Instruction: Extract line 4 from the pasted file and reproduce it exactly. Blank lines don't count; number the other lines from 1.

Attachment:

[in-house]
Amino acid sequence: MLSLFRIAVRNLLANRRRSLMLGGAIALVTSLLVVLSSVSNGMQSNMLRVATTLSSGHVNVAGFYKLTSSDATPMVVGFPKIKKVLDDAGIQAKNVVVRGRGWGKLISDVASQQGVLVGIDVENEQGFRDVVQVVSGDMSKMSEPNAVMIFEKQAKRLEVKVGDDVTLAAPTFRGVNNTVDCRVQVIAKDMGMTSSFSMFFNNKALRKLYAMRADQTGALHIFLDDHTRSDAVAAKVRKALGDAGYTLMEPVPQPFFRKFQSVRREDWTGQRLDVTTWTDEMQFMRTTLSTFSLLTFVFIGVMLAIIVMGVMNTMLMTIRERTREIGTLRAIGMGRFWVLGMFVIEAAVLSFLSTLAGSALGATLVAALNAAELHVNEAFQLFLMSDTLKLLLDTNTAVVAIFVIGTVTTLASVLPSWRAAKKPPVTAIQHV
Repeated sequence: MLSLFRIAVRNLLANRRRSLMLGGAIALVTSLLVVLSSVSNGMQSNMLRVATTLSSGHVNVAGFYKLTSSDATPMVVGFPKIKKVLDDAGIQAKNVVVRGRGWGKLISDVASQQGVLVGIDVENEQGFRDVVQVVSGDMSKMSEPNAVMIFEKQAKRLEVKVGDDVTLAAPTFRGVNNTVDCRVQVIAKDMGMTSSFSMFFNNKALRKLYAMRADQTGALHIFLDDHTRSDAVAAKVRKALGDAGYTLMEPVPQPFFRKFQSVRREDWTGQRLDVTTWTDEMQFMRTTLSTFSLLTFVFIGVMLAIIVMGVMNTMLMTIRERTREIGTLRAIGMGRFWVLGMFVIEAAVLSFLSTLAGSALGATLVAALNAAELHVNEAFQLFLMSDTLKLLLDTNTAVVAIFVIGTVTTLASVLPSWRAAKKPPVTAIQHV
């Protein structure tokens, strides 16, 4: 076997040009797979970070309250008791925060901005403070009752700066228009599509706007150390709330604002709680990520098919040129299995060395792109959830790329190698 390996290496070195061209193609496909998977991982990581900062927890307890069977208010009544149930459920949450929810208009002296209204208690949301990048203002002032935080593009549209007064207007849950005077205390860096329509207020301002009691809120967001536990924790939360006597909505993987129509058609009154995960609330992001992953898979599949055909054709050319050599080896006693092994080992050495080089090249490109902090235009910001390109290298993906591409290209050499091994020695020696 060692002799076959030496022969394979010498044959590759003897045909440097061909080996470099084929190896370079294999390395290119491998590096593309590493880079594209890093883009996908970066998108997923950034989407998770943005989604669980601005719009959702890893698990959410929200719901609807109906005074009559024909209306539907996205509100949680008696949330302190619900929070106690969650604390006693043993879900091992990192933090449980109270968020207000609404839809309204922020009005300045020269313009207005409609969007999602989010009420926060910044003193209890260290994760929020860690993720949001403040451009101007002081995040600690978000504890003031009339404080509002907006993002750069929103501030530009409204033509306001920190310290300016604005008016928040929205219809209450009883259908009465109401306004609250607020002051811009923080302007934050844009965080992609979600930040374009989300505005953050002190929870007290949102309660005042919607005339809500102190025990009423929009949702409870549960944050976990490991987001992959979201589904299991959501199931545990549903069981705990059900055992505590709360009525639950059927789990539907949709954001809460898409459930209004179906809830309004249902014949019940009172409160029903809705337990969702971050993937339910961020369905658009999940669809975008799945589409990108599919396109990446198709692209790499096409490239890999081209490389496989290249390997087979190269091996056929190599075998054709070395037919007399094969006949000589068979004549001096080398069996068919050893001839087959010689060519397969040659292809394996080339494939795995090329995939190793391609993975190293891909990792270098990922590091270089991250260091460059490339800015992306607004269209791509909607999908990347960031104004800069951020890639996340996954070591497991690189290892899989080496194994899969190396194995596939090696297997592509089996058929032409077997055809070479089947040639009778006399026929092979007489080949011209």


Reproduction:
């Protein structure tokens, strides 16, 4: 076997040009797979970070309250008791925060901005403070009752700066228009599509706007150390709330604002709680990520098919040129299995060395792109959830790329190698 390996290496070195061209193609496909998977991982990581900062927890307890069977208010009544149930459920949450929810208009002296209204208690949301990048203002002032935080593009549209007064207007849950005077205390860096329509207020301002009691809120967001536990924790939360006597909505993987129509058609009154995960609330992001992953898979599949055909054709050319050599080896006693092994080992050495080089090249490109902090235009910001390109290298993906591409290209050499091994020695020696 060692002799076959030496022969394979010498044959590759003897045909440097061909080996470099084929190896370079294999390395290119491998590096593309590493880079594209890093883009996908970066998108997923950034989407998770943005989604669980601005719009959702890893698990959410929200719901609807109906005074009559024909209306539907996205509100949680008696949330302190619900929070106690969650604390006693043993879900091992990192933090449980109270968020207000609404839809309204922020009005300045020269313009207005409609969007999602989010009420926060910044003193209890260290994760929020860690993720949001403040451009101007002081995040600690978000504890003031009339404080509002907006993002750069929103501030530009409204033509306001920190310290300016604005008016928040929205219809209450009883259908009465109401306004609250607020002051811009923080302007934050844009965080992609979600930040374009989300505005953050002190929870007290949102309660005042919607005339809500102190025990009423929009949702409870549960944050976990490991987001992959979201589904299991959501199931545990549903069981705990059900055992505590709360009525639950059927789990539907949709954001809460898409459930209004179906809830309004249902014949019940009172409160029903809705337990969702971050993937339910961020369905658009999940669809975008799945589409990108599919396109990446198709692209790499096409490239890999081209490389496989290249390997087979190269091996056929190599075998054709070395037919007399094969006949000589068979004549001096080398069996068919050893001839087959010689060519397969040659292809394996080339494939795995090329995939190793391609993975190293891909990792270098990922590091270089991250260091460059490339800015992306607004269209791509909607999908990347960031104004800069951020890639996340996954070591497991690189290892899989080496194994899969190396194995596939090696297997592509089996058929032409077997055809070479089947040639009778006399026929092979007489080949011209």